Originally Posted by TwoCables
We're creating one hell of a useful thread here!
Actually, it's not just that data may
be in a fragmented state for Wear-Leveling, but it's that it is
. The better the drive's controller, the better this is implemented. Running a defragger on a Solid State Drive doesn't do anything with the fragments (it can't) because the drive's onboard controller doesn't allow it: it's is going to organize the fragments in the way that it has been programmed to do. There's no software that can ever change that or make the controller do something other than what it's programmed to do. Therefore, the controller has to "lie" to the OS so that the OS tells the software that is successfully defragging a hard drive. I mean, it really is constantly lying to the OS in order to continue doing whatever it has been programmed to do...
...I'm not sure, but I think that a Solid State Drive's onboard controller takes care of all of these things. It has to at least be assisting in a big way because it has to keep the data fragmented for wear-leveling and it always knows where everything is at any given time. So when data is accessed, the controller goes to work and then we get it...
That pricked me to research some more on SSDs and wear leveling! This is what I found: The SSD has a map that it uses to translate LBAs (Logical Block Addresses, this is the offset of our physical disk "file") to the cells where it has internally stored the data. Using a scheme of some sort, the SSD basically will swap out a cell expending write cycles faster than the others. However, this all happens inside of the SSD, where the translation is done transparently. So, a single I/O operation to "read 4,194,304 bytes at LBA 127,693" will still have a I/O synchronization latency; and internally, the SSD will have to do some very quick jockeying to return the data for that single read operation. A request to "read 4,096 bytes at LBA 127,693" will have the same I/O synchronization latency (and the SSD will probably only have to read one block).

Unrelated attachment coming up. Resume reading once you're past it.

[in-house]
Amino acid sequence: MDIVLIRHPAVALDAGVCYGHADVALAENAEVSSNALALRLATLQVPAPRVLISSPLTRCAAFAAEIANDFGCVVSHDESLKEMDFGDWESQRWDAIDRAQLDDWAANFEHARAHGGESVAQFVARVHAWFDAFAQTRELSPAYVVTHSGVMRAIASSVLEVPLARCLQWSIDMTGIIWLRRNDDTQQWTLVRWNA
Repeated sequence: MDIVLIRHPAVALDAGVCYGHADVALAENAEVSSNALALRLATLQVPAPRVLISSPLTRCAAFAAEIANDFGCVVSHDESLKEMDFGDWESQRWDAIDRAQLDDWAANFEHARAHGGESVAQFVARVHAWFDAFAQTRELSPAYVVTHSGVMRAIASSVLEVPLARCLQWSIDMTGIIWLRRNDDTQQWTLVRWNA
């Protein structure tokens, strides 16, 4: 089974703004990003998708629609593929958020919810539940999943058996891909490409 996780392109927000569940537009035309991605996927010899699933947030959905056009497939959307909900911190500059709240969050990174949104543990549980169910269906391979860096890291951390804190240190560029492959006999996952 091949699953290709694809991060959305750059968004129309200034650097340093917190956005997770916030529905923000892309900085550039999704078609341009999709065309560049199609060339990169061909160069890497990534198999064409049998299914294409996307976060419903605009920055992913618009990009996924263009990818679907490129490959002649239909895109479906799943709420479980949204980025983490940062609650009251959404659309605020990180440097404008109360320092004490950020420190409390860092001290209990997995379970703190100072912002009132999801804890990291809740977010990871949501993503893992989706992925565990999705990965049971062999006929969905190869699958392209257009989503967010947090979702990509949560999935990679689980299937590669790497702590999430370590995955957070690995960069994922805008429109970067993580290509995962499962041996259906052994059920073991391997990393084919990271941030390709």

Physically, your disk's partitions and data are stored in randomly assigned blocks on the SSD. However, that all stays inside of the SSD. The SSD has
to behave like a regular disk, where the volume offsets and data offsets stay where Windows put them. The "fragmentation" inside the SSD doesn't really mean anything; who knows, they could even use a parallel storage scheme to increase throughput even more! However, the NTFS filesystem data still fragments on a SSD just like it does on a HDD.
Thus, everything about file fragmentation still stands on an SSD
(on a very fragmented file, the NTFS driver will still have to do a lot of short reads instead of a few large reads), it's just much, much less of a problem
because SSDs are so fast that the delay will not even be noticeable in most cases. What doesn't
stand on a SSD is disk layout
. On a HDD, the beginning of the disk reads data ~2x faster than the end, and sequential read speeds are frequently up to 10x faster than random access speeds. On a SSD, that is not the case; thus, any defragmenter that simply removes fragments only from files that have a pile of fragments (without rearranging the entire disk) will be more than adequate for a SSD.
My conclusion is that while good defragmentation can cause major performance improvements on a HDD, it is rarely if ever needed on a SSD. Ok, it's only needed on an SSD when you have a scenario like this: Two programs are recording a concert with a laptop: two stereo WAV files and an AVI file are being written simultaneously, and they get interleaved on the disk, with 100,000+ fragments for the AVI file and 50,000+ fragments for the two WAV files. I actually had this happen. Windows thought it was a good idea to start all three files a few KB from each other, and of course they collided—again and again!